Bacterial toxin associated with Xi’an Noodles in Seattle
- Cases: 3
- Hospitalizations: 0
- Deaths: 0
- Status: Investigation is completed
- Locations: Xi'an Noodles, 5259 University Way NE, Seattle, WA 98105
- Meal dates: December 21, 2018
- Prior food safety inspections and current rating?
Updated March 13, 2019
Public Health investigated an outbreak of gastroenteritis with abdominal cramping and diarrhea associated with Xi’an Noodles in Seattle.
Since December 24, 2018, 3 people from a single meal party reported becoming ill after consuming food and beverage from Xi’an Noodles in Seattle on December 21, 2018. Symptoms and timing of illness onsets were suggestive of a bacterial toxin, such as Bacillus cereus or Clostridium perfringens.
The exact food or drink that caused the illness was not identified, though this is not uncommon for outbreaks associated with a bacterial toxin.
Public Health actions
Environmental Health investigators visited the restaurant on December 31, 2018. Investigators identified potential risk factors for bacterial toxin growth, including incorrect cooling of potentially hazardous foods, improper storage of foods at room temperature, and lack of thermometer use to measure food temperatures.Investigators provided restaurant management with recommendations about safe food handling practices to reduce the risk of bacterial toxins. The facility discarded all improperly handled foods and made process changes to correct unsafe food practices at the time of the field visit. Environmental Health investigators revisited the restaurant on January 24, 2019, and ensured compliance with proper food handling practices.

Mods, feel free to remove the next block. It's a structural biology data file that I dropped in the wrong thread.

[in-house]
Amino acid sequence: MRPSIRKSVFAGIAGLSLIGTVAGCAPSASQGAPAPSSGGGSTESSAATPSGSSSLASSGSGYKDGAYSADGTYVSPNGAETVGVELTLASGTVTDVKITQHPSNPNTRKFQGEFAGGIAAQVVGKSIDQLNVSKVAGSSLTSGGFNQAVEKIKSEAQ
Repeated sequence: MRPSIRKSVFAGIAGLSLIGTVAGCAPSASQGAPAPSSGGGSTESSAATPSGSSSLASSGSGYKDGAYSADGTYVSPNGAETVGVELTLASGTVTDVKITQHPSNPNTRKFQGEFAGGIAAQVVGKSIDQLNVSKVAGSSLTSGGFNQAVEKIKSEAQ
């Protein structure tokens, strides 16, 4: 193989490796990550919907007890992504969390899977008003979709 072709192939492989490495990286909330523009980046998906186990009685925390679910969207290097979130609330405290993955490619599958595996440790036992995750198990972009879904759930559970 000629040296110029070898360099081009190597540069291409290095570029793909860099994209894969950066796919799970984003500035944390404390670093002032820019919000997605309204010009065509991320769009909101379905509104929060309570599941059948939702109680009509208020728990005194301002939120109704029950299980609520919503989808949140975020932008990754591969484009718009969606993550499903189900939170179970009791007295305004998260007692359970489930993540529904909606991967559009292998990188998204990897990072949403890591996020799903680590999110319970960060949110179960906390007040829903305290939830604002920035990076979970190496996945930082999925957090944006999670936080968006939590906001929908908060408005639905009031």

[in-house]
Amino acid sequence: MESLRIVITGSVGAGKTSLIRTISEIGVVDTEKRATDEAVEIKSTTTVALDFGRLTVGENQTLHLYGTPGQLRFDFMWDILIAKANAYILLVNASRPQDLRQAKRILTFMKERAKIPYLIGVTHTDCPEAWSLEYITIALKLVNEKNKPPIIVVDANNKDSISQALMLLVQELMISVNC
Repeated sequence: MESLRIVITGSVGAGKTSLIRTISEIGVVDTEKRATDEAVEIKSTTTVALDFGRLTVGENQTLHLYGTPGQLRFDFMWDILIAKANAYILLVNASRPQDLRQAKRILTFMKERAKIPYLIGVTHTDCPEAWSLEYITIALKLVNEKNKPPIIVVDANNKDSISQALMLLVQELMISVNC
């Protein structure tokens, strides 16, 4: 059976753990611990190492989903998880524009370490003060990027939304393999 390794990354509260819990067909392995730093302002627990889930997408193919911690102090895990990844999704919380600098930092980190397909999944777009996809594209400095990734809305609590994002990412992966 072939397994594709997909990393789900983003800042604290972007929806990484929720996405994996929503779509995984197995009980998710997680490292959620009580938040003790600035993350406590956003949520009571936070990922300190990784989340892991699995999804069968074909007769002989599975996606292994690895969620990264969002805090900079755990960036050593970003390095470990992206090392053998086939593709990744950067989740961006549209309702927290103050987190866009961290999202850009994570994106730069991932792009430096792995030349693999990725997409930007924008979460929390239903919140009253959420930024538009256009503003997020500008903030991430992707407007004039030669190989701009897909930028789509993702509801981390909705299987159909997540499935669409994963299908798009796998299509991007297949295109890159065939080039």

We do not have laboratory testing for the people who got sick. Bacterial toxin illnesses are typically short-lived and by the time people seek care, if they do at all, it is often too long after the suspected exposure to test.
General advice for reducing risk of contracting Bacillus cereus or Clostridium perfringens:
- Wash hands, cutting boards, and counters used for food preparation immediately after use to avoid cross-contamination of other foods.
- Food, especially meats, rice, and gravies should be cooked to a safe internal temperature, and then kept at 140°F (60°C) or warmer, or 40°F (4.4°C) or cooler.
- Leftover foods should be refrigerated as soon as possible and within 2 hours of preparation.
- It is recommended to put hot foods directly into the refrigerator. However, to allow rapid cooling, large amounts of food, such as soups, stews, and big cuts of meats, such as roasts, should be divided into small quantities for refrigeration.
- Leftovers should be reheated to at least 165°F (74°C) before serving.
- Use a food thermometer to appropriately measure food temperatures, both during cooking and cooling.
- When in doubt, throw it out. Foods that have dangerous bacteria in them may not taste, smell, or look different. Any food that has been left out too long may be dangerous to eat, even if it looks OK.
More information about B. cereus and C. perfringens